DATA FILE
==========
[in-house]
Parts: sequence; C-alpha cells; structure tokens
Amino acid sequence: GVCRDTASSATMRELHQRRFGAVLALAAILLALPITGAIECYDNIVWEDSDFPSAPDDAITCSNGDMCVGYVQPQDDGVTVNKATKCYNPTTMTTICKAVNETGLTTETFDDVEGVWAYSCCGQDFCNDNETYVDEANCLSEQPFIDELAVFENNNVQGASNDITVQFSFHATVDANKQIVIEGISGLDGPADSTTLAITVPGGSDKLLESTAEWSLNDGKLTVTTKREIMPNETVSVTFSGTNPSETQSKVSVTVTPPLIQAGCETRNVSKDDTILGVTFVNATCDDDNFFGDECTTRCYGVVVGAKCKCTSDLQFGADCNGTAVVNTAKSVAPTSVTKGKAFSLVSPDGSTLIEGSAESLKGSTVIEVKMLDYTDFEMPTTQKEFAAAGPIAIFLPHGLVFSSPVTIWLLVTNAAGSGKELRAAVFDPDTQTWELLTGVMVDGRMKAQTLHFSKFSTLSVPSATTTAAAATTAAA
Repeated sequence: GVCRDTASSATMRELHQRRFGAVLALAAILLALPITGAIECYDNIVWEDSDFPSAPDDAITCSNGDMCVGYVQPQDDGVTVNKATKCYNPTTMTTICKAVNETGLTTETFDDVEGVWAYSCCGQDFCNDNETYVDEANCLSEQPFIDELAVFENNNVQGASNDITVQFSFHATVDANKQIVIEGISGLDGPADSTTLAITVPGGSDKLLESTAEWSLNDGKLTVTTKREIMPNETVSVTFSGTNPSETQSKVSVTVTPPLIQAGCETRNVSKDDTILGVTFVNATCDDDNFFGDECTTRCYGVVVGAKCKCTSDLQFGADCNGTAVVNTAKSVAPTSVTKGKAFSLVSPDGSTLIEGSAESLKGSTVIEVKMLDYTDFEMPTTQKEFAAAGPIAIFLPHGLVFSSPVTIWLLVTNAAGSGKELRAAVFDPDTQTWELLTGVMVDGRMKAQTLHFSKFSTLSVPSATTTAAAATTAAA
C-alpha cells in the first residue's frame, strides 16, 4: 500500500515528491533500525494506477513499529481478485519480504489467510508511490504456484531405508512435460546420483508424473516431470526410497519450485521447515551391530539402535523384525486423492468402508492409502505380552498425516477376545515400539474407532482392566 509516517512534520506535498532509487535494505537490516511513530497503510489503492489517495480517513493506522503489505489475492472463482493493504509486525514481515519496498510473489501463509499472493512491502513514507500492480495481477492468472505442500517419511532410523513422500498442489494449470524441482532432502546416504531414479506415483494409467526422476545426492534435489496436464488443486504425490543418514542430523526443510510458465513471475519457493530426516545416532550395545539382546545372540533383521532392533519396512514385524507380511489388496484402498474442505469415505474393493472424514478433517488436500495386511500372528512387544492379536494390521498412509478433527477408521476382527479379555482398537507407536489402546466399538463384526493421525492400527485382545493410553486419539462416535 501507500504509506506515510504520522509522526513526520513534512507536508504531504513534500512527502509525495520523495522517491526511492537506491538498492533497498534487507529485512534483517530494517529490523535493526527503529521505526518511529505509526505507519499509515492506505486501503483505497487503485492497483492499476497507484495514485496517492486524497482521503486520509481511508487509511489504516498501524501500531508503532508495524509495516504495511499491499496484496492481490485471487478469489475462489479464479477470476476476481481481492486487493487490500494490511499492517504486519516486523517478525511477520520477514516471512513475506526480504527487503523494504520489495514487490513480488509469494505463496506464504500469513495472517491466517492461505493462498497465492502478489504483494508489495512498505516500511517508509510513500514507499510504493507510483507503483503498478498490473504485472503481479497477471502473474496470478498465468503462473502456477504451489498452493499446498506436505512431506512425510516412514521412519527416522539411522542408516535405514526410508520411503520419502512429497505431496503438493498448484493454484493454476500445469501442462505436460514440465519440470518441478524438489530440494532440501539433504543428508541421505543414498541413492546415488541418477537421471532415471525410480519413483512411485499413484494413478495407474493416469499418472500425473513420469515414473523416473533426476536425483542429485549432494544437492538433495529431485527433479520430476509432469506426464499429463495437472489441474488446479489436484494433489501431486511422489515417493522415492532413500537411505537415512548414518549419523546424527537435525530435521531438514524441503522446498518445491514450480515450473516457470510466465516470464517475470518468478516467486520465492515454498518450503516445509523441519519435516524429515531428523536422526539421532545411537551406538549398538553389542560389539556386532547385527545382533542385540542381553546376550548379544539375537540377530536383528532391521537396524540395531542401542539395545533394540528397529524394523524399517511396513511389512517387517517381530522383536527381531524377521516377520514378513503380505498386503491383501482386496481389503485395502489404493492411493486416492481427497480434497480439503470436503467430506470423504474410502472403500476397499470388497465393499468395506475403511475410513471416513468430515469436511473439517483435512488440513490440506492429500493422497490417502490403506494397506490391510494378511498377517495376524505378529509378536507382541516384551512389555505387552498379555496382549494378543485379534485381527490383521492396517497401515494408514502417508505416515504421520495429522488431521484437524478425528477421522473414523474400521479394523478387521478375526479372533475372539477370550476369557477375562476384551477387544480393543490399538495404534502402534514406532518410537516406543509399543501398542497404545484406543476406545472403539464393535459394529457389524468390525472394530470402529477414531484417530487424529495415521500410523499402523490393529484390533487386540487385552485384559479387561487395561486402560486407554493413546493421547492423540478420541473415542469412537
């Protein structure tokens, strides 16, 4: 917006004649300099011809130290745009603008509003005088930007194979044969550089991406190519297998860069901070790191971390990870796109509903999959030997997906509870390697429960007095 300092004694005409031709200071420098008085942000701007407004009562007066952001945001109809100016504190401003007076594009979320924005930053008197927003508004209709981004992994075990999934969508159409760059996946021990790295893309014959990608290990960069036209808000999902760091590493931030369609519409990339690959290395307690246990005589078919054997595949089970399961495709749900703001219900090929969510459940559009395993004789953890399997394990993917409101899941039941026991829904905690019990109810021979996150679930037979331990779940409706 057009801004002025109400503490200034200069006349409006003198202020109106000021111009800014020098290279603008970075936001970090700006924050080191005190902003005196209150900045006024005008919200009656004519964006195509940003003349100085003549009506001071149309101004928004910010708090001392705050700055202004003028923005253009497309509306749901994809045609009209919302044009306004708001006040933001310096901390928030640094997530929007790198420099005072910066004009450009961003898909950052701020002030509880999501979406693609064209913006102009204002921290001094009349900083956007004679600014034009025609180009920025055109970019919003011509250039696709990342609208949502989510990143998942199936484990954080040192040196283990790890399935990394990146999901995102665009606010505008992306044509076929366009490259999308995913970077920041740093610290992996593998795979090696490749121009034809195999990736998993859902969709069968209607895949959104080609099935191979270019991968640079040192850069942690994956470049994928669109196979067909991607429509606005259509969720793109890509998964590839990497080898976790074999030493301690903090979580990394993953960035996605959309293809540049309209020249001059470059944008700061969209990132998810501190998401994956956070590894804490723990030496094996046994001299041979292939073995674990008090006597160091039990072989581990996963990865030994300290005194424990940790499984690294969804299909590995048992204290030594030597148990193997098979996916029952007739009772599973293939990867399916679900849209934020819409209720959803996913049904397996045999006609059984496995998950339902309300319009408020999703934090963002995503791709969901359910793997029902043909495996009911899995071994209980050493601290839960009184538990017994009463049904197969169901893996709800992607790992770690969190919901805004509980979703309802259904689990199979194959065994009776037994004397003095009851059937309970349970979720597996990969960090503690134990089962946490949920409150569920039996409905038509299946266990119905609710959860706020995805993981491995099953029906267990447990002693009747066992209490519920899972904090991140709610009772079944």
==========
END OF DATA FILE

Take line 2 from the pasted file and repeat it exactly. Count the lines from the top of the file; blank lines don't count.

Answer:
Parts: sequence; C-alpha cells; structure tokens